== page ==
“Reduce the scope, but stick to the schedule”

I’ve been trying to develop certain habits for the longest time. One of them is better consistency in writing. On this website alone, this is my 86th post, but I’ve had the site for a little less than 6 years now. And for the last few years, every now and then I’ve had streaks of 1-article-per-month. But at that rate, it’s not quite a habit.

Today I was listening to this podcast interaction between Tim Ferriss and the author of Atomic Habits, James Clear and while most of the content was familiar to me the way non-fiction dialogue is, this quote – “Reduce the scope, but stick to the schedule” struck me as extremely effective in conveying that which has been said a million other ways before – “Progress over perfection”, “Don’t break the chain” etc.

While the quote doesn’t require explanation, in the interest of extending this article and exercising the Wodehousian bean, what James Clear is conveying is simply that – If you intend to do something everyday, regardless of how Much of it you’re able to do, do it. Even if it’s for a reduced duration, over fewer iterations, lesser number of words, a smaller canvas – any lowest form of the comparative per the activity you want to perform.

So if for me that’s writing / publishing a tech/non-tech article, I should simply pick a smaller topic to write on I suppose.



The Non-Importance Of Being Complex

I think one of the biggest differences between someone who embodies a educator-mindset and someone who isn’t there yet but wants to be is –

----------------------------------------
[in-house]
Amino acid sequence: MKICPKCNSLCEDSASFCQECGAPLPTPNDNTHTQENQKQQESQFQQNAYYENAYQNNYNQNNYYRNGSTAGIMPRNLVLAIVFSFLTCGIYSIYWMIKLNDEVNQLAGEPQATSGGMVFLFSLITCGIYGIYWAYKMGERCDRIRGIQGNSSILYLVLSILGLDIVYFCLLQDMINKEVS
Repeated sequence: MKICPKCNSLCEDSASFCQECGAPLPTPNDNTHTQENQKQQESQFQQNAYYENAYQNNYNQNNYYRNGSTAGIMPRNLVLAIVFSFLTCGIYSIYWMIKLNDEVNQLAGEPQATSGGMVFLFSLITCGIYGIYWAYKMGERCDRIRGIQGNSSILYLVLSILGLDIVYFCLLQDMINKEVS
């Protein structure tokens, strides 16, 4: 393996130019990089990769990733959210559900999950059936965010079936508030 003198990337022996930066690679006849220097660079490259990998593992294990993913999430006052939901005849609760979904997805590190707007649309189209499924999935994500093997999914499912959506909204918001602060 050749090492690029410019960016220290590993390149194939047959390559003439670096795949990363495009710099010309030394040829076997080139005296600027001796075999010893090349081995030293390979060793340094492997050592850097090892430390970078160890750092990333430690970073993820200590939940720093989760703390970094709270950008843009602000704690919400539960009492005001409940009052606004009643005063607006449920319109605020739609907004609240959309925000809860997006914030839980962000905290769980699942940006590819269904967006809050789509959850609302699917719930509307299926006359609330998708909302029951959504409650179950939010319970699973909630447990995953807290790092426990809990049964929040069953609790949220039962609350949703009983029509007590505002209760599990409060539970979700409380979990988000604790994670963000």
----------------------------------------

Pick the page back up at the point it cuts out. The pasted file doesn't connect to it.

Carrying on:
An educator or teacher doesn’t think anything they’re teaching is beneath them or is too easy to beg teaching.

I started thinking about this when I saw time and again, experienced Python developers who I respect and have learnt a lot from talk and write publicly about topics that would be among the first ten things someone learning Python would be expected to have learnt. But this can be said for any other technical concept/subject/domain as well.

This distinction is something that’s prevented me from talking/writing about so many topics that I possibly could have. It’s not about how “basic” something is. As long as it’s something that you have learnt and believe even one person will be aided by it, it’s worth talking or writing about. This block falls flatly in parallel with the perfection-vs-progress block, except here, you’re i.e. I’m waiting to write or talk about something that is, in my mind, “complex”. Imaginary chokeholds.

But why should that be?

I can think of reasons extremely easily and none of them hold water in retrospect –

  • Anything easy is already done.
  • Anything easy would have been figured out without needing your documentation
  • Low hanging fruits are excuses for not wanting to think about or not wanting to put in the effort to learn and talk about more difficult topics
  • You’re limiting yourself when you limit yourself to easier topics

Two of these can be refuted just with a second reading.

  • So what if it’s already done? You’ve never put to the figurative paper your understanding of the topic yet.
  • So what if your document will not be referred? If you’re talking about topics purely and mandatorily to serve as look-up materials, you will always be left standing at the start line.
  • The third and fourth points are a little harder to fight. Might be merit in this. Every now and then you should push yourself to balance the easy topics with something a little more nuanced (that is not to say easy topics lack nuance).

The bottom line is something that everyone who’s ever decided to write something technical for an audience to read has been beaten senseless with –

Don’t think about the audience you’re writing for. Start with an audience of 1 i.e. yourself. Do the content justice. No topic is too easy to write about.*

(*) None of this is a guideline for journal based publications.